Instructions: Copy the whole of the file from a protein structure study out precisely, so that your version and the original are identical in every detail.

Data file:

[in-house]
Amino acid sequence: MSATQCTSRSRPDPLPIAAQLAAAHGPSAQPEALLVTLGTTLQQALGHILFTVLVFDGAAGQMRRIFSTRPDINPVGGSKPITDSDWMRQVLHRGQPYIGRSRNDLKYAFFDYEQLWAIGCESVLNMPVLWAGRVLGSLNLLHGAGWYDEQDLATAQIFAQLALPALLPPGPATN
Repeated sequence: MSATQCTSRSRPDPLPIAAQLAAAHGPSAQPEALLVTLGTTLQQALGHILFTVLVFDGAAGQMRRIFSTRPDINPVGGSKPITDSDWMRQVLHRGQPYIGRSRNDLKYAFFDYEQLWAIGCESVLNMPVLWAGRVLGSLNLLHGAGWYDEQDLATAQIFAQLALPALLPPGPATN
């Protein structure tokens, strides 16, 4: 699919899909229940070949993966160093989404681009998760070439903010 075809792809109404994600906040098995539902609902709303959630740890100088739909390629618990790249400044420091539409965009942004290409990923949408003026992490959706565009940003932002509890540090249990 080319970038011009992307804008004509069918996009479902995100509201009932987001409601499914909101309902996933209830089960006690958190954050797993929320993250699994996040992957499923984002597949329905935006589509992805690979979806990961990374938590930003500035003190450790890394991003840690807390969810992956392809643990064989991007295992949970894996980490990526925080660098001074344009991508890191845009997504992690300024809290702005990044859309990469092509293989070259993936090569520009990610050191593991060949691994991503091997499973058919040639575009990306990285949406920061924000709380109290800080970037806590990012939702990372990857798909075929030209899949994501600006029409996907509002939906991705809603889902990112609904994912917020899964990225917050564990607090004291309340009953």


[in-house]
Amino acid sequence: MSATQCTSRSRPDPLPIAAQLAAAHGPSAQPEALLVTLGTTLQQALGHILFTVLVFDGAAGQMRRIFSTRPDINPVGGSKPITDSDWMRQVLHRGQPYIGRSRNDLKYAFFDYEQLWAIGCESVLNMPVLWAGRVLGSLNLLHGAGWYDEQDLATAQIFAQLALPALLPPGPATN
Repeated sequence: MSATQCTSRSRPDPLPIAAQLAAAHGPSAQPEALLVTLGTTLQQALGHILFTVLVFDGAAGQMRRIFSTRPDINPVGGSKPITDSDWMRQVLHRGQPYIGRSRNDLKYAFFDYEQLWAIGCESVLNMPVLWAGRVLGSLNLLHGAGWYDEQDLATAQIFAQLALPALLPPGPATN
């Protein structure tokens, strides 16, 4: 699919899909229940070949993966160093989404681009998760070439903010 075809792809109404994600906040098995539902609902709303959630740890100088739909390629618990790249400044420091539409965009942004290409990923949408003026992490959706565009940003932002509890540090249990 080319970038011009992307804008004509069918996009479902995100509201009932987001409601499914909101309902996933209830089960006690958190954050797993929320993250699994996040992957499923984002597949329905935006589509992805690979979806990961990374938590930003500035003190450790890394991003840690807390969810992956392809643990064989991007295992949970894996980490990526925080660098001074344009991508890191845009997504992690300024809290702005990044859309990469092509293989070259993936090569520009990610050191593991060949691994991503091997499973058919040639575009990306990285949406920061924000709380109290800080970037806590990012939702990372990857798909075929030209899949994501600006029409996907509002939906991705809603889902990112609904994912917020899964990225917050564990607090004291309340009953």